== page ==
NEW YORK: In a major study, researchers have found that there's considerable risk that humans transmit SARS-CoV-2, the virus that causes COVID-19, to wildlife.
The study, published in the journal 'Mammal Review', noted that if SARS-CoV-2 were to infect and spread among wild mammals, it could potentially cause disease in some populations, in turn further endangering already threatened species.
"We really should avoid turning our pandemic into a multi-species problem," said study lead author Sophie Gryseels from the University of Antwerp in Belgium.
For the findings, the research team regularly searched the studies with different combinations of the keywords: SARS-CoV-2, infection experiment, animal model, mammal, susceptibility, ACE2, cell line, coronavirus, wildlife.
Thet particularly checked ProMED, a community-driven platform that scans infectious disease news and reports every instance of non-human animals naturally infected by SARS-CoV-2.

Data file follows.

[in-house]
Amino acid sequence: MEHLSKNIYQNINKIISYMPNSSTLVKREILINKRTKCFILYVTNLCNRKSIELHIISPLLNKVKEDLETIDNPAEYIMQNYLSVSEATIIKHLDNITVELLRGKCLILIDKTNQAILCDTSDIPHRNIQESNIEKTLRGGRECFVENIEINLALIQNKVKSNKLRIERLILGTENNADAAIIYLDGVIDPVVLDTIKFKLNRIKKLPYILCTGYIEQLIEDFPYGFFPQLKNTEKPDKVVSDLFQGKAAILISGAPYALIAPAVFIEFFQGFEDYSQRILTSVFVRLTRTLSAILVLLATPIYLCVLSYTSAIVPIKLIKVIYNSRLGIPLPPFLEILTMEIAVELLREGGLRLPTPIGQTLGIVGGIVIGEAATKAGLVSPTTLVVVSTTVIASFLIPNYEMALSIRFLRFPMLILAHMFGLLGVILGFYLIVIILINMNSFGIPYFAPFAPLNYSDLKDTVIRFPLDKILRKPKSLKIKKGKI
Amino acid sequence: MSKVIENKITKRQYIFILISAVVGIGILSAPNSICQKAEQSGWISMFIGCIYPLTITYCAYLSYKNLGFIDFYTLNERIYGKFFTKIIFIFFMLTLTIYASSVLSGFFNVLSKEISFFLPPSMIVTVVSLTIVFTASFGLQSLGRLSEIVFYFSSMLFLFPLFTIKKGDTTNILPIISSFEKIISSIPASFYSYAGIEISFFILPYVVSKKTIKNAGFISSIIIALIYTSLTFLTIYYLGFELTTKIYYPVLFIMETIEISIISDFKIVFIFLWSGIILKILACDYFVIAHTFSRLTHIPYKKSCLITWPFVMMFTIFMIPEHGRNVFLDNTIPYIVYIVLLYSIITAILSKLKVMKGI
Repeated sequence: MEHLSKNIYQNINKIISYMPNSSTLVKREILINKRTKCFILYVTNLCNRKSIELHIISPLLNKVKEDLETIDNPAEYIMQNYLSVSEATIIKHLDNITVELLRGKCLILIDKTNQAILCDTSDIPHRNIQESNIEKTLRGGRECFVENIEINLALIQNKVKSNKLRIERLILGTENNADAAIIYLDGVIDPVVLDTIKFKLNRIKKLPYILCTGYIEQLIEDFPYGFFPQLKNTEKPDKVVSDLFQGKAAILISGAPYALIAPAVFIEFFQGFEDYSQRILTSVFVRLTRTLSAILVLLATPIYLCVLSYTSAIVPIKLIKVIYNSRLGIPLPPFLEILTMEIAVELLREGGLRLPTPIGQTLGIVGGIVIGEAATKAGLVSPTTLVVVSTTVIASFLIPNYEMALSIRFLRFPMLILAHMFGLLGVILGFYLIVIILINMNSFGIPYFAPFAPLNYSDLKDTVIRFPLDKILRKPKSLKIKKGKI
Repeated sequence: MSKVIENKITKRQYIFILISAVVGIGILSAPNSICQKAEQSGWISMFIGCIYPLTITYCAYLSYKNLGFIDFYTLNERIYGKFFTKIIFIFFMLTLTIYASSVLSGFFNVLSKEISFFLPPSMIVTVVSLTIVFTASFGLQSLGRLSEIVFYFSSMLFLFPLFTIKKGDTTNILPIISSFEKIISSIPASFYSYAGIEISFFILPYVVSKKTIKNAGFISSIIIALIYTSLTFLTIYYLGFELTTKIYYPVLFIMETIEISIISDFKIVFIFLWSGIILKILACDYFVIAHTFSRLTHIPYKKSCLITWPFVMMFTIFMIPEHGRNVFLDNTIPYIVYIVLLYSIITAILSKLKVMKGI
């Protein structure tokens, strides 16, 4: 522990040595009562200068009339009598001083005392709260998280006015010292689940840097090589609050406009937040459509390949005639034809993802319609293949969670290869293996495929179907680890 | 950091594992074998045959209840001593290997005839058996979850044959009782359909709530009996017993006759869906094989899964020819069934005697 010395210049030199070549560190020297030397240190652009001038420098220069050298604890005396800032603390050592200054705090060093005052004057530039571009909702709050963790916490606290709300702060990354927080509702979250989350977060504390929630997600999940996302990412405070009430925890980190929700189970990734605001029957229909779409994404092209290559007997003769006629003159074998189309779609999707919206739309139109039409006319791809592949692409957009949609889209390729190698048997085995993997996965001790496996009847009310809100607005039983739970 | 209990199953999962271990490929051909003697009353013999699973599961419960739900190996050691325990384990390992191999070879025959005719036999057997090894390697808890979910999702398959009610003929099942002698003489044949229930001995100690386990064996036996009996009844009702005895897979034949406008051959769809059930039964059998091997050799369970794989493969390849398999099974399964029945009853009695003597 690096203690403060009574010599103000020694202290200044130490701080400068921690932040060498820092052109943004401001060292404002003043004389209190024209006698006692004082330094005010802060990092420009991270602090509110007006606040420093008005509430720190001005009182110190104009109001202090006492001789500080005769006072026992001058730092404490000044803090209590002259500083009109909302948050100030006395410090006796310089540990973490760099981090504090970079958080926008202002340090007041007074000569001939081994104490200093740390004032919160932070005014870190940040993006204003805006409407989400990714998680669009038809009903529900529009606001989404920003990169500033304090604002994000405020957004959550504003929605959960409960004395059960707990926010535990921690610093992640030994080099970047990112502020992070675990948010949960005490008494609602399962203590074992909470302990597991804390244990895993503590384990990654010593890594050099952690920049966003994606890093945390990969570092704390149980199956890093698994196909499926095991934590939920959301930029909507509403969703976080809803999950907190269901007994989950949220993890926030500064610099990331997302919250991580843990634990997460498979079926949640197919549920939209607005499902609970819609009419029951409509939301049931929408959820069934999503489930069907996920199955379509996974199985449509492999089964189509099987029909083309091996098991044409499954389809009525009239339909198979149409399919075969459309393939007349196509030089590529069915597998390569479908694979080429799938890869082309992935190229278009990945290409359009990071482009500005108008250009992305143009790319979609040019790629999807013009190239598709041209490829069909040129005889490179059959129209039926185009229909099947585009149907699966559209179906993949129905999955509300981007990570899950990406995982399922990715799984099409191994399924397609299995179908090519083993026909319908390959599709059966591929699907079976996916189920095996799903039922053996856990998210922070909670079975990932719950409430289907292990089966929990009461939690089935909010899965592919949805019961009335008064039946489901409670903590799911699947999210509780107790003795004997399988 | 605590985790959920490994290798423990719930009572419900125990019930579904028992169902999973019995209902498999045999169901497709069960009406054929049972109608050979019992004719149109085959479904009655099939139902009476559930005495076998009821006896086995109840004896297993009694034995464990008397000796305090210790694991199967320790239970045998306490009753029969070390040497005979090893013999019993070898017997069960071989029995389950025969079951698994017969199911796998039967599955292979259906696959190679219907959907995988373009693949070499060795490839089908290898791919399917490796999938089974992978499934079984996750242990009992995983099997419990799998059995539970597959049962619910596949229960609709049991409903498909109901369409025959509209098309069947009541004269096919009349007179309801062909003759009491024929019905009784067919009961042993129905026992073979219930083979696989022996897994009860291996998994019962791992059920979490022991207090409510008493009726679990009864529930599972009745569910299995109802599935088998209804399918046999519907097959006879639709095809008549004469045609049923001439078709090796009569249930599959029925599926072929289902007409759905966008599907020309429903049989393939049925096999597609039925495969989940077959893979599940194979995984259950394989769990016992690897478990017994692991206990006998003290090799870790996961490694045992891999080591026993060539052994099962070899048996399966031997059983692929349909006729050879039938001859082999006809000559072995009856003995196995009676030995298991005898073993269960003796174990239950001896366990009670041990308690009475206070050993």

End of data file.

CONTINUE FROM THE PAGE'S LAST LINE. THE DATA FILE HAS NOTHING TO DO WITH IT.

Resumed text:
Though most people very rarely come into close contact with live wild animals, transmission of SARS-CoV-2 from humans could readily occur during (field) activities.
Also, if SARS-CoV-2 could be sustainably transmitted among some mammalian populations or communities, this would create new animal reservoirs that could repeatedly source new outbreaks in humans and other animals.
The researchers urge people to take sanitary precautions when in direct or indirect contact with wild or feral mammal species to prevent human-to-wildlife SARS-CoV-2 transmission.
"It's difficult enough to control the SARS-CoV-2 in human populations—imagine what it will be like if it spreads among wild mammals," said study reseacher KU Leuven from the University of Arizona in the US.
"They could also get sick and form a reservoir from which they can then again infect humans, but we can't ask animals to wear face masks and keep physical distance," Leuven noted. (IANS)